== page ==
The stem is made out of 6 different parts of (Sipo) mahogany to make a strong almost 90º curve. The transom knee is made out of two parts of mahogany glued together with epoxy.


Photo of drawing with permision from François Vivier.








On the eft are the parts of the stem and on the far right the right you see the transom knee.

We used some small blocks screwed on the workbench  to get the  right shape.

And yes, using lots of clamps.

Here you see the stem in place, fitting in the notch of the chipwood mould (station 9). It is mounted with a metal bracket on the station base as well.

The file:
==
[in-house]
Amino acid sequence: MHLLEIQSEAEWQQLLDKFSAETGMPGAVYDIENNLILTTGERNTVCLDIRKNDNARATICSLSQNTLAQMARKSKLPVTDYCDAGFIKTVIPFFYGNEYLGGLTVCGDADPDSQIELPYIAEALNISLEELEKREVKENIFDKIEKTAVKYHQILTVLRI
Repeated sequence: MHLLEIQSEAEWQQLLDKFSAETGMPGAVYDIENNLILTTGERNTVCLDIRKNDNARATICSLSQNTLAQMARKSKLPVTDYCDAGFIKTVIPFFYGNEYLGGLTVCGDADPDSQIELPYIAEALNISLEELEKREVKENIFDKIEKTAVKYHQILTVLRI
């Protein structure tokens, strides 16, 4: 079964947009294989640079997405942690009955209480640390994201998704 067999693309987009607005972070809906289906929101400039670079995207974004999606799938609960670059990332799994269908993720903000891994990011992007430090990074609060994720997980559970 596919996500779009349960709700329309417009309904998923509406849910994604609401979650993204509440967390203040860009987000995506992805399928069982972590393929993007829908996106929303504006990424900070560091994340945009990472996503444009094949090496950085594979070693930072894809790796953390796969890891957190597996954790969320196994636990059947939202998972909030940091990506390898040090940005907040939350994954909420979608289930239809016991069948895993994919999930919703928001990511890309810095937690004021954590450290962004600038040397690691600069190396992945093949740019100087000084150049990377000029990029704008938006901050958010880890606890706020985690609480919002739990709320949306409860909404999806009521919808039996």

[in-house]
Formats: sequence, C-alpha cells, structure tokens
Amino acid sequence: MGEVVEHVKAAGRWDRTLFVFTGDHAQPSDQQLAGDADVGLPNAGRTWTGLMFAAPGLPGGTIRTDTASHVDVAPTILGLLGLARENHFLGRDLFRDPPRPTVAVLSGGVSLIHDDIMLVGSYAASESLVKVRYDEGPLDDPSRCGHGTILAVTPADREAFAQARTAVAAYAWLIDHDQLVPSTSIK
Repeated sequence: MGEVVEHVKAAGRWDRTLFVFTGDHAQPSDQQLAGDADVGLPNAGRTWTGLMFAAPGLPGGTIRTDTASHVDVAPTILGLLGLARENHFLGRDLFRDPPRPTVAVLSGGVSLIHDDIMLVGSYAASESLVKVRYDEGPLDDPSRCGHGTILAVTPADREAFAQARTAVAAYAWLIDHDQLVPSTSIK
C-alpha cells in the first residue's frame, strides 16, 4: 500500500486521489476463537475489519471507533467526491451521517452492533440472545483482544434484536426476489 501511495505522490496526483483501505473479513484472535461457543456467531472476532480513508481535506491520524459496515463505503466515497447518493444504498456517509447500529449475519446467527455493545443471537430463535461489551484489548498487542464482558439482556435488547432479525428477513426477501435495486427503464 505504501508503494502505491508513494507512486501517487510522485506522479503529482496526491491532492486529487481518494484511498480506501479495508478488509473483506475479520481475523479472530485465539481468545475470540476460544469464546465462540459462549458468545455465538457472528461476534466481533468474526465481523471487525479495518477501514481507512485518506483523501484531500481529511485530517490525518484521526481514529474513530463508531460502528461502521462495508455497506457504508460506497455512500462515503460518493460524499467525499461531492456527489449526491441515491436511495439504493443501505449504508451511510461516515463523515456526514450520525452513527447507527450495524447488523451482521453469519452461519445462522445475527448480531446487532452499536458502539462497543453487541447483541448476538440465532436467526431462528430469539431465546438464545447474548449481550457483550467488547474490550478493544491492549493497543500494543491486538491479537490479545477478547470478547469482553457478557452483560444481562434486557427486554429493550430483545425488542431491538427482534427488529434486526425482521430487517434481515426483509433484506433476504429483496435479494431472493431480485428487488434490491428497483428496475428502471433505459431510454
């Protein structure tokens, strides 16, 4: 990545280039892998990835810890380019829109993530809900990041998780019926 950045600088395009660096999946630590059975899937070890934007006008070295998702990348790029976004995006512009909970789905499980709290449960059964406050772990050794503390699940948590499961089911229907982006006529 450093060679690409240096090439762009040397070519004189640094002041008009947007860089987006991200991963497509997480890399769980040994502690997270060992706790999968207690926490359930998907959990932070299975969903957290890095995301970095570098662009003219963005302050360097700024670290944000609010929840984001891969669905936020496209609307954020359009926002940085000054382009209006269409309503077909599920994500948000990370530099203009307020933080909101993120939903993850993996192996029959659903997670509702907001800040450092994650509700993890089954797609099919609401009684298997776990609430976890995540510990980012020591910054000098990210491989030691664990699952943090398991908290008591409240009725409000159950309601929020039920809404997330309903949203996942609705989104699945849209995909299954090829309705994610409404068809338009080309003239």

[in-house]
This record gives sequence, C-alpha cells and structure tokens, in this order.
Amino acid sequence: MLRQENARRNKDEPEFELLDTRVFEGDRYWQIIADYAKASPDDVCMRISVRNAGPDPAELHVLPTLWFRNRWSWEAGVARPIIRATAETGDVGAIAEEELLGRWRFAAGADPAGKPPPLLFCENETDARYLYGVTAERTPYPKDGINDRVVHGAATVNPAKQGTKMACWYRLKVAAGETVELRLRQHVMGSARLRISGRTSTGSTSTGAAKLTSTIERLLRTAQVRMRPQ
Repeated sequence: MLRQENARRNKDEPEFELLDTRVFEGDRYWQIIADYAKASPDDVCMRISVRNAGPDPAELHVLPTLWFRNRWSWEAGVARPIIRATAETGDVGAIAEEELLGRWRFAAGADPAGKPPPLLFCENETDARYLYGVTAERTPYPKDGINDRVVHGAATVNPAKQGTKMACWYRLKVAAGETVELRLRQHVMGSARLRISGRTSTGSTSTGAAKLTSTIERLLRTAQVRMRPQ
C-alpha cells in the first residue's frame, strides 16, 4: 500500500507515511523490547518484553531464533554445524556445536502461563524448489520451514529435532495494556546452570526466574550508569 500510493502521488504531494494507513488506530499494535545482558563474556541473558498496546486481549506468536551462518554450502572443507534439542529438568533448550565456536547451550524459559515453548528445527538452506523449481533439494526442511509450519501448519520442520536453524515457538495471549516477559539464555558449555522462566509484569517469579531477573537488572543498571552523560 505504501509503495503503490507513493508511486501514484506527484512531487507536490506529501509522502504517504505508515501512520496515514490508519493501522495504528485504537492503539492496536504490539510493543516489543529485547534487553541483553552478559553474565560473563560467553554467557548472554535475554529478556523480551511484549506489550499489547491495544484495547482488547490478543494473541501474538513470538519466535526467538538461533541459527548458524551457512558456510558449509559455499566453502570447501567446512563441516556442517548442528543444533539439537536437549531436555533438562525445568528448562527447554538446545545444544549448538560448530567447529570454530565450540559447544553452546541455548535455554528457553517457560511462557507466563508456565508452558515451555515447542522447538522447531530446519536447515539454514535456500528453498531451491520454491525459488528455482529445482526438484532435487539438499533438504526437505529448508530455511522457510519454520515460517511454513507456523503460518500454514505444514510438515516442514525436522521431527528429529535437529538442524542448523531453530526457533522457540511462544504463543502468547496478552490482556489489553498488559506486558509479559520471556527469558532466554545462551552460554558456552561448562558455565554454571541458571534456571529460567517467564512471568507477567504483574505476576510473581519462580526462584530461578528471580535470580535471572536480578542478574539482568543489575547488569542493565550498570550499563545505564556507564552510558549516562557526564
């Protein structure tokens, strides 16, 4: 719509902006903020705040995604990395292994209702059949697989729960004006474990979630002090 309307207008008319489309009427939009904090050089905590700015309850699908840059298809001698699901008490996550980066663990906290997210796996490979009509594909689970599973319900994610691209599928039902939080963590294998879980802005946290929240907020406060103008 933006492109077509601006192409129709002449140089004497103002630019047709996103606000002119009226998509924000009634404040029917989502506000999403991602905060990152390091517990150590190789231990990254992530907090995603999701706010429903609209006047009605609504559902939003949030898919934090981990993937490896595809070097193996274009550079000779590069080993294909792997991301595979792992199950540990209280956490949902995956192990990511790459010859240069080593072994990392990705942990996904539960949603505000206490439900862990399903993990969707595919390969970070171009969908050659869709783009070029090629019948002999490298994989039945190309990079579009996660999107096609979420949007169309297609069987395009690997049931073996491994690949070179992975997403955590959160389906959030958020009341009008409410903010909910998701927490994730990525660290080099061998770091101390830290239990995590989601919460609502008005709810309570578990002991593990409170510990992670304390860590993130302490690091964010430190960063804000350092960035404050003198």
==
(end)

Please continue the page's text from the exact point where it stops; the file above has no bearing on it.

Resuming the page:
We used the stem as a mould to laminate the false stem ( 13 layers) which will be screwed down after planking. If the planking is attached you will not be able to use glue clamps. That's why we made it in advance and hung it on wall for later use.







We made the transom out of solid mahogany and would like to keep it visible using a transparent coating when the boat is painted. We used the Lamello machine to attach the different planking and while bonding we tried to keep it flat by clamping some wooden beams over it, as you can see in the pictures. Onto the workbench, we screwed two small planks and placed the mahogany planks in-between and then used pegs to tighten the planks together.

Esger using  the Lamello machine.

Copying the transom drawing 1:1 with carbon paper.

Transom drawing on wood.

Making a bevel with a chisel.

A notch for the false keel.

Using a strip of wood to draw

a nice curve.